Radical election promise to test Year 1 students
QUEENSLAND Year 1 students would undergo phonics testing to identify kids with learning difficulties under a State Opposition plan to improve reading and literacy levels.
LNP leader Deb Frecklington has promised that students from 100 schools will participate in screening in Term 3 of next year if her party wins power.
Phonics screening checks assess a child's ability to identify and apply sounds of letters or groups of letters and connect those to words.
Under the LNP's trial, Queensland students would be assessed by their classroom teacher with a 5-7 minute diagnostic exam, which tests a child's ability to identify sounds that form words.
But schools would not be required to centrally report the results and data would not be used to compare schools, she said.
"If I were Premier, the education system would get back to basics and help kids get back on track if they are struggling with literacy.
"I don't want kids left to struggle in the classroom.
"A phonics test in Year 1 will facilitate change to help pick up if a student has a learning difficulty like dyslexia and ensure they get the teaching support they need throughout their education."
South Australia was the first state to introduce a phonics check, followed by New South Wales and Tasmania, reigniting the so-called "reading wars" over the controversial testing.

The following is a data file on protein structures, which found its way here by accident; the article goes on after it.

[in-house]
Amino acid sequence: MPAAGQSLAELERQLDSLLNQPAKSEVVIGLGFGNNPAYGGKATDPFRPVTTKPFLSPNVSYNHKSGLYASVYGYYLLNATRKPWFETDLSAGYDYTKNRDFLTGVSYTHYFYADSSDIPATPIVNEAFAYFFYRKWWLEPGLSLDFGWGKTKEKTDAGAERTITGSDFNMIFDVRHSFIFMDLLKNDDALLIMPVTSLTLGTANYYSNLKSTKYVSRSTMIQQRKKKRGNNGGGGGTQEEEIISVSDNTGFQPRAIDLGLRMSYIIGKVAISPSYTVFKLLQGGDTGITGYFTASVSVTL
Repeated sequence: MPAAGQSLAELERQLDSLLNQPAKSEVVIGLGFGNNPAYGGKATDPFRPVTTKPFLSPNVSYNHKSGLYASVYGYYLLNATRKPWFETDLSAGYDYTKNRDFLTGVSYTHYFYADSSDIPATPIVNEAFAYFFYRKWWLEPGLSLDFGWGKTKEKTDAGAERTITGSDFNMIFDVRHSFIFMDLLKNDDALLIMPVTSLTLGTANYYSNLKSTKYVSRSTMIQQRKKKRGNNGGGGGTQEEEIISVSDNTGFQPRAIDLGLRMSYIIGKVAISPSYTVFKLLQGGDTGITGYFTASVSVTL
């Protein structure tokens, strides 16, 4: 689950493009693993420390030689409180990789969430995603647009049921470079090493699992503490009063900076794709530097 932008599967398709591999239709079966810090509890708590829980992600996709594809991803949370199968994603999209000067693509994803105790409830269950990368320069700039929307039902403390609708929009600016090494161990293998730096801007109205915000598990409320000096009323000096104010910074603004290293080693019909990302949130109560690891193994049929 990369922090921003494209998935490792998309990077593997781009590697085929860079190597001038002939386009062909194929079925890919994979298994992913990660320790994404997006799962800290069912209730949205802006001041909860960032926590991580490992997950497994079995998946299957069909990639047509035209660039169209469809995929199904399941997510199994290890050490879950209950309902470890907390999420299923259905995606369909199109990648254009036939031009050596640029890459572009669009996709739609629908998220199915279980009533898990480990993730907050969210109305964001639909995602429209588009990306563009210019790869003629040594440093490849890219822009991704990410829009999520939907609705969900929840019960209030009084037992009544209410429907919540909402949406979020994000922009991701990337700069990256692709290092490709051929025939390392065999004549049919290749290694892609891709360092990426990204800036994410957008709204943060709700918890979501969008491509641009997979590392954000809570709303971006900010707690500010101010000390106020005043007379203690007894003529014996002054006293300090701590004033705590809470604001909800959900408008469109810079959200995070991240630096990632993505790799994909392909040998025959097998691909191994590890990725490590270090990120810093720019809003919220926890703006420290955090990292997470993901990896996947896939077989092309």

The checks have federal backing, but teachers unions have opposed too much emphasis on synthetic phonics, and the extra workload.
LNP Education spokesman Jarrod Bleijie said the department would engage a leading educational research expert to help design and evaluate the Queensland trial.
Mother Melanie Higgins said she took Oscar now 8 to an educational psychologist when he was 6 after he was struggling with literacy despite being "very bright" and discovered he had dyslexia after tests, including a phonics check.
"For a diagnosis it's $1200 - $2000 dollars so if parents don't have the money these kids aren't getting diagnosed," she said.
Code Read Dyslexic Support Network founding member Tanya Forbes said dyslexia was often unidentified leading to negative outcomes. She said despite phonics being listed in the national curriculum, it wasn't being used alongside effective instruction.